8
$\begingroup$

This question already has an answer here:

It appears that Mercury shows some cracks on its surface that were not caused by moving tectonic plates but by shrinking due to the inner metal core cooling.

The Earth is also cooling down, but are there any signs that shows effects of this cooling of the core, or are they masked by tectonic plate movements, erosion, or other effects?

$\endgroup$

marked as duplicate by bon, Jan Doggen, Fred, Communisty, Peter Jansson Jan 30 '18 at 10:59

This question has been asked before and already has an answer. If those answers do not fully address your question, please ask a new question.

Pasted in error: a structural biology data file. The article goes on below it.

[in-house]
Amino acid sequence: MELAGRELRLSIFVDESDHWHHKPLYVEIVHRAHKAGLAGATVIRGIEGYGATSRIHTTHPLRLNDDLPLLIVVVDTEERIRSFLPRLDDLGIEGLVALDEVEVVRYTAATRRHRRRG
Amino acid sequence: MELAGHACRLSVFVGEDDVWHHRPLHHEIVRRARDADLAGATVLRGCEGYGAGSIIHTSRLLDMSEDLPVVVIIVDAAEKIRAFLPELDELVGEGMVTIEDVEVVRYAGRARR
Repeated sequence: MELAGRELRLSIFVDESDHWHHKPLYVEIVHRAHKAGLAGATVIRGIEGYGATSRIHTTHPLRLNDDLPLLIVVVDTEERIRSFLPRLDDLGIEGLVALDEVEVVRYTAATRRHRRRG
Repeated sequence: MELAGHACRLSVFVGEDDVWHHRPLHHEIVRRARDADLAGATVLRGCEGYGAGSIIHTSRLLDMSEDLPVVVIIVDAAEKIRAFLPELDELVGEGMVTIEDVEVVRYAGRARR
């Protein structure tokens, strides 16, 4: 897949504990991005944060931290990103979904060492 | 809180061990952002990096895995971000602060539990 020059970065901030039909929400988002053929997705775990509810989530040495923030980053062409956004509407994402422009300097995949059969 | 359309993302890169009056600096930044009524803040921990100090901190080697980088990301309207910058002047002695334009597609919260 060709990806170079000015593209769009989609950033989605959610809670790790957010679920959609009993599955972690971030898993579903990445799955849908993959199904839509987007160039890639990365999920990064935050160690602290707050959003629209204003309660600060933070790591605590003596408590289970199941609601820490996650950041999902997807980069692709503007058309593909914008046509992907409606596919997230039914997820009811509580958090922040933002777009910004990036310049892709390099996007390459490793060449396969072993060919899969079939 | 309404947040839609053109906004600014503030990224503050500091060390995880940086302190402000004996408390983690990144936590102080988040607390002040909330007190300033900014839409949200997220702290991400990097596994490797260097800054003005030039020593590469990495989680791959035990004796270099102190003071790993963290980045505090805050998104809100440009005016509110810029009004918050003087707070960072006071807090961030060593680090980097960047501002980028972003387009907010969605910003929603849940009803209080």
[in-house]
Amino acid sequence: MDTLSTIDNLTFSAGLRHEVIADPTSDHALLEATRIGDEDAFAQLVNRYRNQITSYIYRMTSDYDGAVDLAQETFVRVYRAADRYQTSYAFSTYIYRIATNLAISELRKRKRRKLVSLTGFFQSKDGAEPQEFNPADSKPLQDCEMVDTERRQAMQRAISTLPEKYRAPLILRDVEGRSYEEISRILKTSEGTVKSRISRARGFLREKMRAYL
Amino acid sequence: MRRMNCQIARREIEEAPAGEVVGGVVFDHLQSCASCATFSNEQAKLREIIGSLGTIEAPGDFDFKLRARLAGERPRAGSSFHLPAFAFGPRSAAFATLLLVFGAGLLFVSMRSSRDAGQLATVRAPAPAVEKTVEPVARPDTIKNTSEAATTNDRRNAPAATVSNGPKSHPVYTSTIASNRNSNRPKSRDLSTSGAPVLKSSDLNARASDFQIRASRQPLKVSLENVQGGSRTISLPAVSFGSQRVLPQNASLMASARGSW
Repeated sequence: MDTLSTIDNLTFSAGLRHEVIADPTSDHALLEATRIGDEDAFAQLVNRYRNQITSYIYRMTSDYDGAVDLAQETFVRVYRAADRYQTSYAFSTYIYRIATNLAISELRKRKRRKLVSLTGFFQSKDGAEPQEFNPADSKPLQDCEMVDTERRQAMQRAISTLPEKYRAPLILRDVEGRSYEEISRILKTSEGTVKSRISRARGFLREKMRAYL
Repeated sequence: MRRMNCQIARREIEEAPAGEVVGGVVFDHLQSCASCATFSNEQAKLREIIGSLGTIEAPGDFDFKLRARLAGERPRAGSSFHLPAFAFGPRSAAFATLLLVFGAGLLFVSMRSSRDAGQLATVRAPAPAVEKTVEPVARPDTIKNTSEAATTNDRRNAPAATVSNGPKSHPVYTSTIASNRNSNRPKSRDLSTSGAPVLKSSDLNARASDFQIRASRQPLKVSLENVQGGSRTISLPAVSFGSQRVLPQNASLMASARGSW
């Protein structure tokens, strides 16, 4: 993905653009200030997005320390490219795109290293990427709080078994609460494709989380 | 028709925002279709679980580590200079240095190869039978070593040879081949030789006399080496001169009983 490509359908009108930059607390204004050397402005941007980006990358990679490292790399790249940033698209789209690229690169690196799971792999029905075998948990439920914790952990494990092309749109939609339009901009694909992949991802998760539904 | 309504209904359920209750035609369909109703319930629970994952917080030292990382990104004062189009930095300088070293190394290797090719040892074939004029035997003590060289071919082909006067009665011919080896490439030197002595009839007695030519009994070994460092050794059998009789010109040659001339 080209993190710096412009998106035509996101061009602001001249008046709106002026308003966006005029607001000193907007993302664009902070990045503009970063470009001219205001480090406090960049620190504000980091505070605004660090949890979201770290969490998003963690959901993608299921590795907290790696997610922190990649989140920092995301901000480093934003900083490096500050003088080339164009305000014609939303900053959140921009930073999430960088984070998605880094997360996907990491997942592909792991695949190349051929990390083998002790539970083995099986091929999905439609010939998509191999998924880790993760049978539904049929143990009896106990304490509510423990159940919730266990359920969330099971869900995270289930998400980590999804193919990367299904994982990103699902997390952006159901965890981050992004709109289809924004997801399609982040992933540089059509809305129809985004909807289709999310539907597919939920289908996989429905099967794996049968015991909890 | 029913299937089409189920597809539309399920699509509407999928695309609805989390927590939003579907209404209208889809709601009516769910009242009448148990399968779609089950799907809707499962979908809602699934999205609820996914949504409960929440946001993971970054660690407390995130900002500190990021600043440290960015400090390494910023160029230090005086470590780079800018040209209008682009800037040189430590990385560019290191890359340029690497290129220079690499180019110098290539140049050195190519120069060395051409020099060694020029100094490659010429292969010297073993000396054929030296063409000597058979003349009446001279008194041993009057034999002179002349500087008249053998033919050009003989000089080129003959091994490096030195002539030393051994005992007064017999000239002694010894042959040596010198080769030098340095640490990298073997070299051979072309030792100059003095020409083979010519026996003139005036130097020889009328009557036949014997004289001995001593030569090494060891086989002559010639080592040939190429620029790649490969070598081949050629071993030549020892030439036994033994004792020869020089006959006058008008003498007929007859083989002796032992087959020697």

• 3
    $\begingroup$ They are overwhelmingly masked by plate tectonics. The slow contraction of the Earth is essentially taken up by ductile deformation in the mantle and by the movement of tectonic plates. $\endgroup$ – bon Feb 8 '17 at 21:37
  • 2
    $\begingroup$ @bon sounds right. Also, Earth's core is much larger so it cools slowly, and it's also better insulated so I guess that makes cooling also slower. Note that most of Mercury's volume is taken up by the core, whereas it's not for the Earth. I guess this also has something to do with why doesn't show up on Earth. $\endgroup$ – Gimelist Feb 8 '17 at 23:07
  • $\begingroup$ Sounds like good information you guys give. Fleshing it out into a complete answer would be great! $\endgroup$ – JeopardyTempest Feb 11 '17 at 8:30